Measles has been in the news (even in the Straits Times) lately, because of the U.S. outbreak that originated from Disneyland in California. To briefly recap, at least 40 visitors/workers at Disneyland, California were exposed to measles in December last year and have developed the disease. The index case (or cases) has not been identified, but is possibly a Disneyland visitor (or visitors) from overseas. There are now many secondary cases (i.e. those infected after coming into contact with the initial cases who were exposed to measles at Disneyland), and that number is expected to rise exponentially. Below is a screenshot obtained from the CDC webpage describing measles and outbreaks: there was clearly a huge jump in cases in 2014 (644 – the most since measles was declared eliminated in USA in the year 2000), but it is quite likely that this number will be exceeded this year.

Measles in the US (screenshot from the CDC webpage on measles).
Measles in the US (screenshot from the CDC webpage on measles).

Singapore also had a huge spike in measles cases last year in 2014 – it was even reported in the Straits Times in May 2014. It was believed that this was due to the huge measles outbreak in the Philippines – there is considerable traffic between Singapore and Philippines, and – if you believe this Wikipedia page – there are more than 170,000 Filipinos living and working in Singapore. There were 141 cases of measles in Singapore last year, and none to date this year. From the screenshot below – obtained from the latest (Week 3) Infectious Diseases Bulletin published by MOH – it is clear that the outbreak in Singapore died down near the middle of the year.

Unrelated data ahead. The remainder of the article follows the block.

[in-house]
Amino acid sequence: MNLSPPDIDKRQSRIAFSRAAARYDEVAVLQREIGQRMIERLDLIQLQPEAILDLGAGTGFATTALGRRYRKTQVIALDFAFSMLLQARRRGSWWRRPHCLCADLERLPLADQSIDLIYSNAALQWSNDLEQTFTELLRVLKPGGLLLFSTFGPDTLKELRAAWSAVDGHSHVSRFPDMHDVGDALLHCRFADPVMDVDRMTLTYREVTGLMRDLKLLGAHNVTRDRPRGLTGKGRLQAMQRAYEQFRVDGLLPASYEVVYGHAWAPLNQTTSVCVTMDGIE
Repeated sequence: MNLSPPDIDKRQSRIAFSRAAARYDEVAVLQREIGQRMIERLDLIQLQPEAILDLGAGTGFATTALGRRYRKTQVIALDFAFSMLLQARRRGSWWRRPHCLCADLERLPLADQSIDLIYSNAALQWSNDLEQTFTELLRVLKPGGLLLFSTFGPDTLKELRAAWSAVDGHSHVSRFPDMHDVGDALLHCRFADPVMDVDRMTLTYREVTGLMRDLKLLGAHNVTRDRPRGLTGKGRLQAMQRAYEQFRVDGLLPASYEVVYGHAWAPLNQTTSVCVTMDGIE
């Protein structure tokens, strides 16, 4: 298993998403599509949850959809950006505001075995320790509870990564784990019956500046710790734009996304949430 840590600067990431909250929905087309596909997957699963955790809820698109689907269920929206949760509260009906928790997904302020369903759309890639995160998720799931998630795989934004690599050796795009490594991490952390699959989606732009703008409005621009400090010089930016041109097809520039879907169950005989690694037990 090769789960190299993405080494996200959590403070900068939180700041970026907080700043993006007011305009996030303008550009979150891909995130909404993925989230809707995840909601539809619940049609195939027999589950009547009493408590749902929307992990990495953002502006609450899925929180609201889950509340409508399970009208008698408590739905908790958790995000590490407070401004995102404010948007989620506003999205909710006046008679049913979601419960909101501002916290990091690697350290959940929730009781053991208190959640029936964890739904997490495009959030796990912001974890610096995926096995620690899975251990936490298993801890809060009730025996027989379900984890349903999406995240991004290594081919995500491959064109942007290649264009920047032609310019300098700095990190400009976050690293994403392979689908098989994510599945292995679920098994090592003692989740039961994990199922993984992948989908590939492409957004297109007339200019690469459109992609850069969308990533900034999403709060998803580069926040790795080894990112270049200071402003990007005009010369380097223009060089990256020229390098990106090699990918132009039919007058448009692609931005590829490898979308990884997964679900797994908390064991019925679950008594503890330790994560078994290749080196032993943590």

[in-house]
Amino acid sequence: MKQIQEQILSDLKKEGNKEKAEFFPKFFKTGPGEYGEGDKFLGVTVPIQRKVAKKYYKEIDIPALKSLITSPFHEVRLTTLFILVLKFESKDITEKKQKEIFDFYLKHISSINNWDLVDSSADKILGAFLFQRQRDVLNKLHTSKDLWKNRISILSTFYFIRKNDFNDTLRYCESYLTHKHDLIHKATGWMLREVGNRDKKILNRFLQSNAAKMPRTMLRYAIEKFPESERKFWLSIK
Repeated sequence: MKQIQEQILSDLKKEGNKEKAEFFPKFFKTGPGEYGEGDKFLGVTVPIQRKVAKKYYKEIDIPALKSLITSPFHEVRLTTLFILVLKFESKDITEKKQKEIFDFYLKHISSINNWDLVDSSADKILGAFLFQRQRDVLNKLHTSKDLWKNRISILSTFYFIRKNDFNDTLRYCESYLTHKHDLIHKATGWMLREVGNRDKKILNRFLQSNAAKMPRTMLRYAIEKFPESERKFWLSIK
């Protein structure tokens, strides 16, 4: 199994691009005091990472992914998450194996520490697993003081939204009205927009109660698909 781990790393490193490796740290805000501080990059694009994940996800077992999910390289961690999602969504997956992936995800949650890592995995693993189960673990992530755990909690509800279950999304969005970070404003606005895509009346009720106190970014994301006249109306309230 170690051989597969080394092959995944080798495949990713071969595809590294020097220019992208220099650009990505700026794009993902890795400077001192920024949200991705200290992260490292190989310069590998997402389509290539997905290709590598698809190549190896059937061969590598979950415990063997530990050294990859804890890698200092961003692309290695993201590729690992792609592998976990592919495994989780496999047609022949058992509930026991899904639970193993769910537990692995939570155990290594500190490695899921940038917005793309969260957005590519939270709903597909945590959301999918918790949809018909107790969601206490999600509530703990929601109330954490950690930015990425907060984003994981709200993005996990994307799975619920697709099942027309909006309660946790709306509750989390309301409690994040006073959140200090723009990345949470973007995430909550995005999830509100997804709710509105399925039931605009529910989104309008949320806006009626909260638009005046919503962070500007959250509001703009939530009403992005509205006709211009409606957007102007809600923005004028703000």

Measles cases in Singapore, 2014 (obtained from the MOH ID Bulletin, Week 3, 2015)
Measles cases in Singapore, 2014 (obtained from the MOH ID Bulletin, Week 3, 2015)

The current measles outbreak in the US appears to have re-ignited the fight against the anti-vaccination campaign – you can read any of multiple articles at Wired, Dallas Morning News, New York Times, etc. The “anti-vaxxers” are those who mistrust vaccination, blaming vaccines or their ingredients for causing a whole range of problems including autism. In the US, at least, many states permit parents to exempt their children from vaccination on the basis of personal or philosophical beliefs. In Singapore, MMR vaccination is compulsory, although the actual coverage is close to 95% rather than total, because a child can be certified unfit for vaccination in Singapore by a medical practitioner, although MOH will have to be notified about this certification.

One can see vaccination exemption (especially for non-medical reasons) as one among many issues in the perennial “individual rights vs. public health” debate. There are a couple of good articles that provide the ethical and legal framework for this debate in Angles at MIT and Harvard Law School. In some ways, like most doctors (but clearly not like this one) – especially paediatricians and infectious diseases practitioners – I fail to see how individual rights should trump public and community health where vaccinations are concerned.

How is it that people who are already vaccinated against measles generally form the bulk of the cases in outbreaks (although not for this current Disneyland outbreak…yet) in developed countries? There is a statistical answer for that question – the MMR vaccine is at least 95% effective at preventing clinical measles if at least one dose is received. Far more people (especially in countries like Singapore) will have received the vaccine than be exempted. Hence the actual number of cases of vaccine failures will generally be greater than those who who contracted measles without ever having been vaccinated.

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